A financial statement audit is often a feared part of an entity’s annual compliance work. Companies are sometimes unsure about what information needs to be prepared and reviewed, leading to unwelcome surprises and delays in the audit. For example, lacking copies of key documents, incomplete reconciliation of major accounts, and failure to document changes in business processes can all result in headaches during the audit. However, we have found that when an organization is properly prepared for their financial statement audit, the experience can run much more efficiently.
Purpose of an Audit
Remember, the purpose of a financial statement audit is to provide creditors, banks, and other third-parties with independent assurance that the company has presented their financial condition accurately. In other words, an audit verifies that the financial health of the company is properly represented in the financial statements. All the work completed by the auditor is done according to established standards designed to aid in the rendering of an opinion on the financial statements.
Tips for Getting Prepared
Consistent communication with your auditor throughout the year is recommended to ensure they are aware of any significant changes or non-routine transactions. It’s also important to understand what information will be needed to complete the audit. Below is a list of tips that can help the audit stay on track:
- Create a Timeline – Properly preparing for an audit takes time and, depending on the size of the company, often involves multiple individuals. Failing to plan is planning to fail. It’s important to review the list of documents requested by the auditors and assign appropriate individuals their tasks and corresponding due dates. Remember to allow time for review, changes to schedules, and the gathering other documents as needed. We suggest targeting the most time-consuming tasks first and working to the easiest. Periodically check in with assignees to ensure they are on track and will be able to meet the deadlines.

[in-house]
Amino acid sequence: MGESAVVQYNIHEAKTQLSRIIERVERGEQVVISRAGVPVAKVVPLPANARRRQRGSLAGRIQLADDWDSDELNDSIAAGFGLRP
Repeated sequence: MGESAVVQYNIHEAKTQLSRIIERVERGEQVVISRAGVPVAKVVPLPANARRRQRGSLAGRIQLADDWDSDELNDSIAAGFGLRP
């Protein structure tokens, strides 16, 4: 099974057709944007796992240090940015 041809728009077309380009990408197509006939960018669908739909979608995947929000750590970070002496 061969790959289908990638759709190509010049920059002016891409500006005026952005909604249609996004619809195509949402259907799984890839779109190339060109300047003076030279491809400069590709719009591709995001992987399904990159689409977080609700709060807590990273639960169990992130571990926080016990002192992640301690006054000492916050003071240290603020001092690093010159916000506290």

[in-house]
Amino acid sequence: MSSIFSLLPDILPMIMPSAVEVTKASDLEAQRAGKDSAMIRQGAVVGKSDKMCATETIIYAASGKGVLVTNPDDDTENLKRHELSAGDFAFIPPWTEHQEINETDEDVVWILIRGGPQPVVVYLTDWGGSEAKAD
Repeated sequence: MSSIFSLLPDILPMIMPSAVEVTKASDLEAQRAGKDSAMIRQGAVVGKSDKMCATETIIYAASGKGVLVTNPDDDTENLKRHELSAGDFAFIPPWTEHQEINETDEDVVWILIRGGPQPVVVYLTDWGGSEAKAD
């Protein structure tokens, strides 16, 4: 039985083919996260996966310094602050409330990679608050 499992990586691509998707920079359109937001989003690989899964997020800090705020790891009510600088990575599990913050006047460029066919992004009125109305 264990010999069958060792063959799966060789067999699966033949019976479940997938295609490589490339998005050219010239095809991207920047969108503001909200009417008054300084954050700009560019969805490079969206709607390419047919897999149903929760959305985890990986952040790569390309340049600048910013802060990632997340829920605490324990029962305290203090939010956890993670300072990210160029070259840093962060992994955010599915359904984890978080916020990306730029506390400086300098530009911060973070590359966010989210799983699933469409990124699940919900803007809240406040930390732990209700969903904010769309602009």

- Ask Questions – Although this may seem obvious, it’s important for you to ask questions about any requests or other items that are unclear prior to the start of audit fieldwork. Don’t be afraid to seek clarification about unfamiliar requests or other unique items. Finally, spend time communicating with your management team to get details about items that may need to be disclosed in footnotes, such as accounting estimates, pending litigation, and related party transactions. The fewer questions you have when the actual audit begins, the easier it will be to complete.
- Complete Account Reconciliations – Be sure to have all balance sheet accounts reconciled. It’s common to uncover adjustments during the audit that arise directly from incomplete or inaccurate reconciliations. In addition, check that any changes in equity accounts are also reconciled and supporting documentation is readily available. This ensures that all variations in these accounts are properly documented and represented in the financial statements.
- Provide Copies of Updated/Amended Agreements – The auditor should have copies of updates or amendments to agreements that have been implemented in prior fiscal years. Items such as operating, lease, and debt agreements are regularly updated and frequently receive considerable attention by your auditor. These agreements will need to be reviewed during the audit and are sometimes included as footnotes to the financial statements. Having copies of this information available will reduce additional requests for information that have a tendency to delay the audit.
- Prepare Related-Party Transaction Details – Before the audit fieldwork begins it’s important to have information that details related-party transactions, such as sales, leases, and purchases. This information is also often needed when preparing footnote disclosures.
Be sure to compile any supporting documentation as requested by your auditor. In addition to what’s listed above, you may also be requested to provide copies of your general ledger, accounting policies and procedures, organizational charts, budgetary information, support for significant commitments or contingencies, and minutes from Board of Director’s meetings.
The annual financial statement audit does not need to be a painful process. In fact, through proper preparation and open communication the audit can go quite smoothly. If you have questions about preparing for your next audit or are looking for a provider to conduct your next audit, Selden Fox can help. For additional information please call us at 630.954.1400, or click here to contact us.